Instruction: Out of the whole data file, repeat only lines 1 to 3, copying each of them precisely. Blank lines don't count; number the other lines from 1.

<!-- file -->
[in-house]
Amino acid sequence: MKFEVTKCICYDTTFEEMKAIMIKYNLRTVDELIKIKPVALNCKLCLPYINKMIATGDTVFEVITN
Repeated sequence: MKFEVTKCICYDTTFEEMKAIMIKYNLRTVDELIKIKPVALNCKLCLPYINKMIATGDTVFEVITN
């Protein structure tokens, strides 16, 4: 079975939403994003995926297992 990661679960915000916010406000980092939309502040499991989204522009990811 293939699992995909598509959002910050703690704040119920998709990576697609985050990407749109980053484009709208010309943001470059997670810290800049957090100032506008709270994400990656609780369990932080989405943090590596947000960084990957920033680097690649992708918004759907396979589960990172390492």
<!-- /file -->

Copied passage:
[in-house]
Amino acid sequence: MKFEVTKCICYDTTFEEMKAIMIKYNLRTVDELIKIKPVALNCKLCLPYINKMIATGDTVFEVITN
Repeated sequence: MKFEVTKCICYDTTFEEMKAIMIKYNLRTVDELIKIKPVALNCKLCLPYINKMIATGDTVFEVITN